Brown paper packages tied up with string
Recently, scrolling through the news from the few people I follow on Instagram, I was interrupted by an ad from The Revival Club, a mens clothing brand. I don't have a problem with that. It's the price we pay for choosing to share our lives with friends and family online. It looked more interesting than my feed so being an easily distracted male I followed the link to explore further. I was disappointed to find that my oversized shirt/jacket (it was already mine) was out of stock. Not entirely surprised, I looked around only to find other items that I would have willingly modelled instead were also unavailable. My disappointment turned to frustration. In this world of media efficiency why bother advertising when you don't have the stock?
Normally, I would have dismissed it as a wasted opportunity and some badly-timed advertising. Another marketing department that doesn't get it. But they'd got so much of the experience right, down to describing the colour of the shirt as 'Clifford Red'. I was sure this was a throwback to the children's tv series which my kids had enjoyed as toddlers - nice touch. When I didn't get a quick response about restocking I wrote a mail which was direct and admittedly designed to prod a bit.
Jonathan answered with anything but a trite response but I was still convinced it was a conversation with a virtual assistant and challenged the cheap trick of needing to sign off as the owner.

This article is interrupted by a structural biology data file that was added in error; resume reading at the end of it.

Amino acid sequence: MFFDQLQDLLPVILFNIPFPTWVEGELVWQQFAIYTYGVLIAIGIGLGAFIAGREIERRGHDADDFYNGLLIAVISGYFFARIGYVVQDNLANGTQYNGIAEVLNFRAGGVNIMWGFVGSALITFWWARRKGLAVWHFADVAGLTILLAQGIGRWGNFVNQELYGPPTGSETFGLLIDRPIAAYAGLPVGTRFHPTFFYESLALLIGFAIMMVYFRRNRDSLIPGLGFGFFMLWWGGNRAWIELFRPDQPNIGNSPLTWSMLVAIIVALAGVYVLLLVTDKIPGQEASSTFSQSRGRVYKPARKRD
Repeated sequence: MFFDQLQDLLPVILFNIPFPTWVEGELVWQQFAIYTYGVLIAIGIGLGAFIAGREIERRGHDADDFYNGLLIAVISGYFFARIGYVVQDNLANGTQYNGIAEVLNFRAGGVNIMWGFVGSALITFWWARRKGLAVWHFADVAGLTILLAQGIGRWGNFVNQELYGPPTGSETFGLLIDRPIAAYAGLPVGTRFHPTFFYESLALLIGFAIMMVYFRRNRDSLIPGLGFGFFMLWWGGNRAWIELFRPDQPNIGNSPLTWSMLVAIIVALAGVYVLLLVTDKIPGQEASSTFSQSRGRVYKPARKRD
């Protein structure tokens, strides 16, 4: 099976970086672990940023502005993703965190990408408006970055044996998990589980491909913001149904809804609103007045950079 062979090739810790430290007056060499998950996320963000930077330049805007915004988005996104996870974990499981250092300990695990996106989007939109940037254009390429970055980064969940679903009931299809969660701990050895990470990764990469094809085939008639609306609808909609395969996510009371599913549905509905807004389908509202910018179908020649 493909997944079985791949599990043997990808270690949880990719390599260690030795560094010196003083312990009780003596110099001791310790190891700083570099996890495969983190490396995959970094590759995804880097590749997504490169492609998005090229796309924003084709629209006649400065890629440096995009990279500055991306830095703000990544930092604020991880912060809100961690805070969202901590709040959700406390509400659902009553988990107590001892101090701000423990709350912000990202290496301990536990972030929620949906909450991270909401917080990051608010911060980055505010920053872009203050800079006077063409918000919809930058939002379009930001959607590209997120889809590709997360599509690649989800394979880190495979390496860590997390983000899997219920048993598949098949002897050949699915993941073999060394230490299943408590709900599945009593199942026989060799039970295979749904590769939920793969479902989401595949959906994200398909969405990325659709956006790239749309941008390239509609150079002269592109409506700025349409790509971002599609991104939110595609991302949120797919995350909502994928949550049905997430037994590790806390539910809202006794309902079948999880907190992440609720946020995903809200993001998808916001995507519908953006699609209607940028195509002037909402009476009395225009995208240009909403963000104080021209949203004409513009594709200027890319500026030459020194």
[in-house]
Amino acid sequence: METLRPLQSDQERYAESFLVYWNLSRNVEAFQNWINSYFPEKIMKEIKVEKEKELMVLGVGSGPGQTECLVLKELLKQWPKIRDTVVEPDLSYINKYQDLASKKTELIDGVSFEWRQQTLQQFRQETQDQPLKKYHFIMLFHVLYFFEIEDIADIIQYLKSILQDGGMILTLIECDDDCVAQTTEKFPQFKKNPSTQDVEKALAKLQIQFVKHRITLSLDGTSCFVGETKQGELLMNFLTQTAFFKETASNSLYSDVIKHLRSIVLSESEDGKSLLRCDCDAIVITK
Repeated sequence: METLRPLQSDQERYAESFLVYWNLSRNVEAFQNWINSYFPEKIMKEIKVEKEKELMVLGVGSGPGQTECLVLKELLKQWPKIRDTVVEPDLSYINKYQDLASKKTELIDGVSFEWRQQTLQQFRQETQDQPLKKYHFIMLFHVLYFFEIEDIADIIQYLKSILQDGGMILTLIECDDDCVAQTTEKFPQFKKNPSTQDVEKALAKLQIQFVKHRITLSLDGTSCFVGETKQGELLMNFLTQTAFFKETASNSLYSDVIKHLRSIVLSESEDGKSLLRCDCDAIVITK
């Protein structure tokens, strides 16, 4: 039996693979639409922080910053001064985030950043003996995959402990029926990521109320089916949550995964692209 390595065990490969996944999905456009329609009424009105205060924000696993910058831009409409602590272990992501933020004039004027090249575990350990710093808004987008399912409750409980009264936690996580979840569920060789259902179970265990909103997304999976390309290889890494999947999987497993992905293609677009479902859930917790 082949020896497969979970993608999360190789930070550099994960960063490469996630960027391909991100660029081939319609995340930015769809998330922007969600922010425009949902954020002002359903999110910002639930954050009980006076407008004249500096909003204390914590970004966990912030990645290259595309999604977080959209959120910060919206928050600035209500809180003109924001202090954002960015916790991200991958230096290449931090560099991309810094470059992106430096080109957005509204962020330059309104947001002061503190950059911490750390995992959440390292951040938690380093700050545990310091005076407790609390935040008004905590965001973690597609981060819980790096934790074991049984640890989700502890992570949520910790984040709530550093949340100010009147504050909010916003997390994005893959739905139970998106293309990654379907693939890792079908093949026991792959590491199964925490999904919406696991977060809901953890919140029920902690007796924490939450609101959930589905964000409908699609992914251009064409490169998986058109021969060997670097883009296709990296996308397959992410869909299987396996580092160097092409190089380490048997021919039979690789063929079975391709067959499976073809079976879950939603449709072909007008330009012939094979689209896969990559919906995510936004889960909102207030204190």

I had not been hoodwinked. Jonathan had indeed answered my mail. A healthy exchange followed and I ended up placing a forward order for my shirt. As I said at the time, you can't blame customers for being skeptical. Most of the time, our permission has been abused by talentless marketers that have taken short cuts to interrupt us and steal from us and don't care how much that might erode trust.
I purchased several items from Asos over Christmas, presents for my daughter. Even though I opted for their guest checkout, I still couldn't pay without opening an account which included telling them how old I was? Removing myself after purchase involved effort and time which most people wouldn’t be bothered to do.
When I opened my first order from The Revive Club, I was greeted with a neatly wrapped brown paper parcel it took me straight back to Micklewhites, long gone on Wellington Road. The shop was a long, narrow-like corridor with high ceilings and dimly lit by todays standards. It smelled delicious. There was a thick blend of coffee, cheese, meats and wood polish. A ladder ran behind the counter on brass rails, attached to the floorboards and ceiling. Shop assistants would climb to retrieve the tea, dried apricots and walnuts stored in tins and glass jars stacked from counter to ceiling. Weighed out on one of the two sets of scales the loose tea would slide off the big stainless steel bowl into a brown paper bag, neatly folded a couple of times to prevent escape. While this happened there was conversation about what else was on the list or how Mrs Jones was coping around the corner.
As Jonathan reminded me,
I'm spending my time trying to craft a business that is fundamentally human and traditional in how we treat our customers, whilst utilising a barren, soulless medium such as the internet to sell on.
If you have 5 minutes have a read of his blog post, 'Building a Slow Business'. The clothes and the conversation are pretty good too. But please don’t buy anything.